Sears, Roebuck and Co. v. Sears Financial Network, 576 F. Supp. 857 (D.D.C. 1983)

U.S. District Court for the District of Columbia - 576 F. Supp. 857 (D.D.C. 1983)
November 2, 1983

576 F. Supp. 857 (1983)

SEARS FINANCIAL NETWORK, INC., et al., Defendants.

Civ. A. No. 83-2330.

United States District Court, District of Columbia.

November 2, 1983.

*858 *859 Richard C. Browne, Debevoise & Liberman, Washington, D.C., for plaintiff.

Neil H. Ruttenberg, Falls Church, Va., for defendants.


THOMAS F. HOGAN, District Judge.


This matter is before the Court on plaintiff's motion for a preliminary injunction. Plaintiff brought this action for unfair competition and trade name and service mark infringement to its well-known name and mark SEARS pursuant to Sections 32 and 43(a) of the Lanham Act (the Federal Trademark statute), 15 U.S.C. §§ 1114, 1125(a) (1976), and common law.

The Court conducted a hearing on this matter. Based upon the plaintiff's motion for preliminary injunction, the memorandum in support thereof, the defendants' opposition thereto, the affidavits and exhibits filed by both parties, the entire record herein, and the argument of counsel, on October 19, 1983, this Court issued an order granting plaintiff's motion for a preliminary injunction. The following findings of fact and conclusions of law supplement the Court's previous oral findings of fact and conclusions of law; they are made without prejudice to either party in further proceedings in this case.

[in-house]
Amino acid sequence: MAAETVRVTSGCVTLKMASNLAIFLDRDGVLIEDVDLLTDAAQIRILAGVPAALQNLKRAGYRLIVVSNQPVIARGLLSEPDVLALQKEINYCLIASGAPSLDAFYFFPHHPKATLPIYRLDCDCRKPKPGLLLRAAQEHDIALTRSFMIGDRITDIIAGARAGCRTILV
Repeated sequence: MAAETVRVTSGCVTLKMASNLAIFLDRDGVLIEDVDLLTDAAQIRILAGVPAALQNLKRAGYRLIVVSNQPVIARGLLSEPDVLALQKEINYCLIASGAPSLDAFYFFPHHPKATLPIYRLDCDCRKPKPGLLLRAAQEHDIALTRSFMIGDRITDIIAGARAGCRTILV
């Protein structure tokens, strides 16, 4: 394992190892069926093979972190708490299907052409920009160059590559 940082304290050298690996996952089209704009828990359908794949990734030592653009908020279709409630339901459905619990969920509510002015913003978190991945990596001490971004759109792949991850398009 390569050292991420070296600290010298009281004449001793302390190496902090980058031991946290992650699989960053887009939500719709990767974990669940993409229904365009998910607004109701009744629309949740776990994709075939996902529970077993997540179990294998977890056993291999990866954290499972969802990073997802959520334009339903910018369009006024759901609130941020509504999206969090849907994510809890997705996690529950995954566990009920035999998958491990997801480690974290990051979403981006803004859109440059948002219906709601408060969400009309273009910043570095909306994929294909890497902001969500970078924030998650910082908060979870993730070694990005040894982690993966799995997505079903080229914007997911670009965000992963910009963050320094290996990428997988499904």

Plaintiff Sears, Roebuck and Company (Sears) has been using the name SEARS in selling its goods and services since it originated in 1886, making its name and mark one of the oldest in American business. (Weimer Aff. Exh. 1.) Plaintiff holds several United States trademark registrations for its mark SEARS; it renewed its primary registration in 1982 (Complaint, Exhs. D and E). Over the course of this century plaintiff Sears has continued to expand its services to the point where it is the world's largest retailer and now offers over 100,000 products. (Id. ¶ 7.) Sears has vastly expanded from its originating roots as a consumer retail oriented business. Today, Sears Merchandise Group includes such recognized holdings as Allstate Insurance, Coldwell Banker Real Estate, and Dean Witter Reynolds Financial Services; enabling plaintiff to offer a broad range of financial services, including loans, insurance, real estate, securities and mortgage banking. (Id. Exh. 1). Plaintiff states that due to its longstanding relationship with the American public, the name and mark SEARS has become identified with plaintiff as representing quality goods and services at reasonable prices.